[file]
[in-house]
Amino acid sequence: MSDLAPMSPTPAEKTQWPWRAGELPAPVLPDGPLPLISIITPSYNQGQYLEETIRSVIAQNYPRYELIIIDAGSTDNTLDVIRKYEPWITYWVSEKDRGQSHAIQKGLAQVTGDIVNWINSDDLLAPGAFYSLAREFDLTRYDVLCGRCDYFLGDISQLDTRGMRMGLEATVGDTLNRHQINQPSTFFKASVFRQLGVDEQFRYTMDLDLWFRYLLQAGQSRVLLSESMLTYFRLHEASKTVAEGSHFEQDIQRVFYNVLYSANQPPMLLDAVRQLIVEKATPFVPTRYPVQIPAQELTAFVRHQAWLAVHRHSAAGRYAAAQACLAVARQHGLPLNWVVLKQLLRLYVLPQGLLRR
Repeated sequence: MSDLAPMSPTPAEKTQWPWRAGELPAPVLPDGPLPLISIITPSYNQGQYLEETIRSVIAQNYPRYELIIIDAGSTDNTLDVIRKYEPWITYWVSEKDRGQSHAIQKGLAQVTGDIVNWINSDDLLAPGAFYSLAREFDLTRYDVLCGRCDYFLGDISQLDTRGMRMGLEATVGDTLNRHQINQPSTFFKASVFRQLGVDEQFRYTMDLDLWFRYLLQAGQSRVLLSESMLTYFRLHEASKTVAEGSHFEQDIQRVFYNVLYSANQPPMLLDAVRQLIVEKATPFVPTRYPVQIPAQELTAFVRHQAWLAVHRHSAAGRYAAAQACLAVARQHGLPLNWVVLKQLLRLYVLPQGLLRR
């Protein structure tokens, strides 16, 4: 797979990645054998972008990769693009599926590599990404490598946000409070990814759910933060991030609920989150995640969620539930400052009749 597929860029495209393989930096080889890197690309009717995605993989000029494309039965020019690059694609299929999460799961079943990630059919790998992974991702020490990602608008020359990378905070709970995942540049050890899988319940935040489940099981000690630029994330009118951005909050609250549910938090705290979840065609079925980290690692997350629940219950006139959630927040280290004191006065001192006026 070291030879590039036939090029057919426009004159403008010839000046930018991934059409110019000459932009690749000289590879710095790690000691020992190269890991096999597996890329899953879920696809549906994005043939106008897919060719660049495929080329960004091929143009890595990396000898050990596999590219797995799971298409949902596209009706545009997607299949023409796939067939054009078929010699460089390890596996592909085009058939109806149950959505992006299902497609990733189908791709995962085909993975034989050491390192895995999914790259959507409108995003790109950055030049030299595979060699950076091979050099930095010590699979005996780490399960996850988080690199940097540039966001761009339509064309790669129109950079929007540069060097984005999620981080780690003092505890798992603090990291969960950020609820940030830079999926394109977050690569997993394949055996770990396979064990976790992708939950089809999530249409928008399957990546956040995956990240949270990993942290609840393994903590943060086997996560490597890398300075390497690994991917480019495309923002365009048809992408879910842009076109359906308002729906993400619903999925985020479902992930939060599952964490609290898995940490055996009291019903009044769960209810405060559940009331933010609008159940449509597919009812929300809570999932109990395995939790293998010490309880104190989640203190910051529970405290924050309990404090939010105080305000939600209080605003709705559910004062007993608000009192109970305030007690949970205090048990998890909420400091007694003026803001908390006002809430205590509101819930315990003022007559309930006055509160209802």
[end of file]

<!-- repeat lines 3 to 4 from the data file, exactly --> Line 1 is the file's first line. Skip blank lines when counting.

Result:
Repeated sequence: MSDLAPMSPTPAEKTQWPWRAGELPAPVLPDGPLPLISIITPSYNQGQYLEETIRSVIAQNYPRYELIIIDAGSTDNTLDVIRKYEPWITYWVSEKDRGQSHAIQKGLAQVTGDIVNWINSDDLLAPGAFYSLAREFDLTRYDVLCGRCDYFLGDISQLDTRGMRMGLEATVGDTLNRHQINQPSTFFKASVFRQLGVDEQFRYTMDLDLWFRYLLQAGQSRVLLSESMLTYFRLHEASKTVAEGSHFEQDIQRVFYNVLYSANQPPMLLDAVRQLIVEKATPFVPTRYPVQIPAQELTAFVRHQAWLAVHRHSAAGRYAAAQACLAVARQHGLPLNWVVLKQLLRLYVLPQGLLRR
């Protein structure tokens, strides 16, 4: 797979990645054998972008990769693009599926590599990404490598946000409070990814759910933060991030609920989150995640969620539930400052009749 597929860029495209393989930096080889890197690309009717995605993989000029494309039965020019690059694609299929999460799961079943990630059919790998992974991702020490990602608008020359990378905070709970995942540049050890899988319940935040489940099981000690630029994330009118951005909050609250549910938090705290979840065609079925980290690692997350629940219950006139959630927040280290004191006065001192006026 070291030879590039036939090029057919426009004159403008010839000046930018991934059409110019000459932009690749000289590879710095790690000691020992190269890991096999597996890329899953879920696809549906994005043939106008897919060719660049495929080329960004091929143009890595990396000898050990596999590219797995799971298409949902596209009706545009997607299949023409796939067939054009078929010699460089390890596996592909085009058939109806149950959505992006299902497609990733189908791709995962085909993975034989050491390192895995999914790259959507409108995003790109950055030049030299595979060699950076091979050099930095010590699979005996780490399960996850988080690199940097540039966001761009339509064309790669129109950079929007540069060097984005999620981080780690003092505890798992603090990291969960950020609820940030830079999926394109977050690569997993394949055996770990396979064990976790992708939950089809999530249409928008399957990546956040995956990240949270990993942290609840393994903590943060086997996560490597890398300075390497690994991917480019495309923002365009048809992408879910842009076109359906308002729906993400619903999925985020479902992930939060599952964490609290898995940490055996009291019903009044769960209810405060559940009331933010609008159940449509597919009812929300809570999932109990395995939790293998010490309880104190989640203190910051529970405290924050309990404090939010105080305000939600209080605003709705559910004062007993608000009192109970305030007690949970205090048990998890909420400091007694003026803001908390006002809430205590509101819930315990003022007559309930006055509160209802």